Our little red-and-white corner of these here internets is growing a bit, and with that growth comes an acknowledgement that things might need a little structure, in order to grow the site in a way that works for the vast majority of people. So, we thought it would be time to lay out the heretofore-unwritten rules of participation and commenting on The Short Fuse.
I promise they won't be onerous, and in most cases they won't be any different from the way the site currently operates and self-polices. It seemed like it would be useful to have them all in one place, so when someone new comes along, we can point them rules-ward if they have questions.
So, with that said, let's dive in, shall we?
These are rules that are not up for discussion or debate, and if violated willingly more than a couple times will result in all manner of bad things happening.
1. No political discussion. There are many, many places to discuss politics on the internet - if that is what you want to do, please go find one. Passing references are OK, but axe-grinding and intentional bringing up of politics for the sake of it is not.
2. No religious discussion. Same explanation as #1.
3. No racism, sexism, homophobia, etc. This doesn't/shouldn't really need to be said, but if you feel the need to be a racist sexist homophobe, please do not do it here.
These rules are less iron-clad, and more "if you do it you will be asked nicely not to do it again".
1. No linking to illegal streams in match threads or elsewhere. Whether you agree with the law or not, it is illegal to stream and to consume streamed media, and SBN rules forbid linking to streams. So don't do it.
2. Please limit the use of chatspeak. The occasional use is fine, but please do not use chatspeak as a conversational style on TSF - it's jarring to read and an endless stream of "LOL" and "+1" in response to a good/funny comment really doesn't add anything substantive to a conversation.
The Cultural Stuff
These aren't so much "rules" as they are requests and guidelines.
1. Please use correct spelling, punctuation and grammar. Tying in to the no-chatspeak thing, comments are much easier to read when they are properly spelled, punctuated, capitalized, and, uh, grammared. We will not be hyper-pedantic about this - you won't be corrected every time you misspell a word or split an infinitive, but please put in the effort.
2. Please be civil. Also known as the 'don't be a douche' rule, this is probably my most favorite rule ever. It is entirely possible to disagree with someone's position without resorting to name-calling or ad hominem attacks; it's also possible to express that disagreement without needing to be an asshat about it. Don't be an asshat. The corollary to this is....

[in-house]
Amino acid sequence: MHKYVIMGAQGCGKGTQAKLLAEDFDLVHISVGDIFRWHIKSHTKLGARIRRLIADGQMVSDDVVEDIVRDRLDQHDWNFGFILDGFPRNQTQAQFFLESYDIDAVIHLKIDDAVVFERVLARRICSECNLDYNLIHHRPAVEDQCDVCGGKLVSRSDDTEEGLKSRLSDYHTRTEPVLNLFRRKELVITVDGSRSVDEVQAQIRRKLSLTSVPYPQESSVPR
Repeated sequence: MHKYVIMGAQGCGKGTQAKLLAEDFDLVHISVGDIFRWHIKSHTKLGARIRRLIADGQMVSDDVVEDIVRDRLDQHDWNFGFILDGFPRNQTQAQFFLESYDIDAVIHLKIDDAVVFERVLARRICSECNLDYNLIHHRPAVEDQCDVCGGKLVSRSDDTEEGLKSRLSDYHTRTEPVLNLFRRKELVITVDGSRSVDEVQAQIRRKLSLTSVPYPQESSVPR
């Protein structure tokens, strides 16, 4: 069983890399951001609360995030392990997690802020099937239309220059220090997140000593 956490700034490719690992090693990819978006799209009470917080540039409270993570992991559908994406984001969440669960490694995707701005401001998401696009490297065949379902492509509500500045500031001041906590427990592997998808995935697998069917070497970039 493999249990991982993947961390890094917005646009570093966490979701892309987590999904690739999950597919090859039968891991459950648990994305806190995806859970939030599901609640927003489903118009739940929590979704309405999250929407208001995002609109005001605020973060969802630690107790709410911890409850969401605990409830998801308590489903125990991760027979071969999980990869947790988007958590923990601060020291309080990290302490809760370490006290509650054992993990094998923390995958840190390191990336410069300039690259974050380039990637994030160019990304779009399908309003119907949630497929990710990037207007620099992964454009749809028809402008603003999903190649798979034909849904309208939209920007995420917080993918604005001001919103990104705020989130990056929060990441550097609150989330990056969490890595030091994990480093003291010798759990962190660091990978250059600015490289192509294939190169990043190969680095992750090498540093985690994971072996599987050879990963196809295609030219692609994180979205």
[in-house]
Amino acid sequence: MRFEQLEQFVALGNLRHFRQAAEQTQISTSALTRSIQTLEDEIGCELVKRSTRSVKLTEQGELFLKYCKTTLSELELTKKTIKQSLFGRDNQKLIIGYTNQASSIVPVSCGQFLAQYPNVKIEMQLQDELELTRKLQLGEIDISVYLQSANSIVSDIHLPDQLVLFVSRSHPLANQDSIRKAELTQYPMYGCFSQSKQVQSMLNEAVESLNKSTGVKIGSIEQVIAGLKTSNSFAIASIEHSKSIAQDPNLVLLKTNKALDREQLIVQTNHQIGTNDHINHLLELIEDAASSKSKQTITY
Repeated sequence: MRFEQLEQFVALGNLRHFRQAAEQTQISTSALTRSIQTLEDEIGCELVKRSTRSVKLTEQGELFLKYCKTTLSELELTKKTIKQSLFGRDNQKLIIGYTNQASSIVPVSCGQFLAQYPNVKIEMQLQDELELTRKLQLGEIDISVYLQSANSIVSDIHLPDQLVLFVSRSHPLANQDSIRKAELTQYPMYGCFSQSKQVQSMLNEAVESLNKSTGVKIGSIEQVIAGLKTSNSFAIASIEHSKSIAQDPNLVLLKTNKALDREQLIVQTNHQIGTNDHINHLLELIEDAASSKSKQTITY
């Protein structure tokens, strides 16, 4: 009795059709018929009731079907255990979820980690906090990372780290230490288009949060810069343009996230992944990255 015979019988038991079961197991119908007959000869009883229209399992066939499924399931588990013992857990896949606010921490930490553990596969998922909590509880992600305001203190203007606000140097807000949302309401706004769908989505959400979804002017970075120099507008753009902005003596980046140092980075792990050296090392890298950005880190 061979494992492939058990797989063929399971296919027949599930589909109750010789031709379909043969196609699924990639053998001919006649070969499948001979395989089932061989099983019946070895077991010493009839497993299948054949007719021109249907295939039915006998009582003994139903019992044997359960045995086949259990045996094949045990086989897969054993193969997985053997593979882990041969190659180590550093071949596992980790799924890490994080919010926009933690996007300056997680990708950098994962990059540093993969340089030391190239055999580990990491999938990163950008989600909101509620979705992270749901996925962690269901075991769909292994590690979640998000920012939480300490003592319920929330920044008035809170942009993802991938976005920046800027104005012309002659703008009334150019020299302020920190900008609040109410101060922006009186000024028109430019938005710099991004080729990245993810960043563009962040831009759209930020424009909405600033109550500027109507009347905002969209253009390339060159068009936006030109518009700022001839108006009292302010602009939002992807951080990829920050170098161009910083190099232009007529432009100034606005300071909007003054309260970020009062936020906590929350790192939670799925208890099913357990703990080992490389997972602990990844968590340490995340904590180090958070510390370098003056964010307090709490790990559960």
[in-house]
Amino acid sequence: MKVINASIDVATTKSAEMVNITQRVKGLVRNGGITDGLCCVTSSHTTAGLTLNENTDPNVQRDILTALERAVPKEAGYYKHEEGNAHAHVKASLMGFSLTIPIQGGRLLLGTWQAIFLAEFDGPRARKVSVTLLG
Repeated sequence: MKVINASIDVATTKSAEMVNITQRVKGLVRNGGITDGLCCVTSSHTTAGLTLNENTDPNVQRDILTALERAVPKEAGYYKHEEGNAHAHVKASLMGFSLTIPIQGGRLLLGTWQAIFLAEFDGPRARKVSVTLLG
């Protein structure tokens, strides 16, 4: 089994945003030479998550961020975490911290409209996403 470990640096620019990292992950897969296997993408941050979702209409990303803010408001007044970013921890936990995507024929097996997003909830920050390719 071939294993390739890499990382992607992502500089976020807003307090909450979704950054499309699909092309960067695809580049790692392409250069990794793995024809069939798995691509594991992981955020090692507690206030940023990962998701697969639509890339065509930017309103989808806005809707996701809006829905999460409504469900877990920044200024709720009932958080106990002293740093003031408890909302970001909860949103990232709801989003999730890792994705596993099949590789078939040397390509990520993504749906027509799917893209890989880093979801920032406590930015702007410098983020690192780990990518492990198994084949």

3. Don't take things personally. Tone is extremely hard to discern in a text-based medium. If someone says something that rubs you the wrong way, try to understand the context and the tone of the comment before launching into a counterattack on a person that said something you perceive as an attack. Chances are it's not, most of the time, and if it is the mod(s) will deal with the attacker as they see fit.
4. Please use a subject line in all comments. This serves three purposes: it makes comments easier to read, it allows for images to be collapsed (helpful for those of us reading at work), and it makes for easier administration of comments by the admin.
5. Please limit the size of images in comments.
Not sure how to do this? Here you go!
Just to the right of the of the link button is the image button, which automatically wraps the HTML around your image URL. I think we all have a pretty good grasp of how to post images, but there are a couple things we would like you to be aware of.
Please keep images to a height of 300 pixels at the absolute maximum. If you really need to post a bigger one ("need" being the operative term there), post the shrunk down version and have it link to the full-sized one.
Here's how you shrink a picture down. When you first click okay on the picture button, you'll see it enter this:
Change it to this:
300 pixels should be plenty big enough to get your point across. You can also restrict the width instead by replacing "height" with "width", or you can use both to resize the dimensions of the picture to your discretion. After resizing it to an appropriate level comes the second important part to posting images.
2. PREVIEW YOUR POST. Whenever you use an image, preview it. Doing this makes sure you didn't muck up the HTML, it makes sure your image can be hotlinked (if you are hotlinking) and it forces you to take an extra two seconds to make sure you have everything as you want it to be.
So, them's the rules. Like I said, I don't think they're all that different from the way TSF works now, but getting them out in the world seemed like a good thing to do. Did we miss anything? Do these seem too draconian? Too lenient? As I mentioned above, TSF seems really good at self-policing, so I don't want these rules to sound like we're trying to force a different type of behavior - as long as y'all keep doing what you currently do, you'll probably never notice them.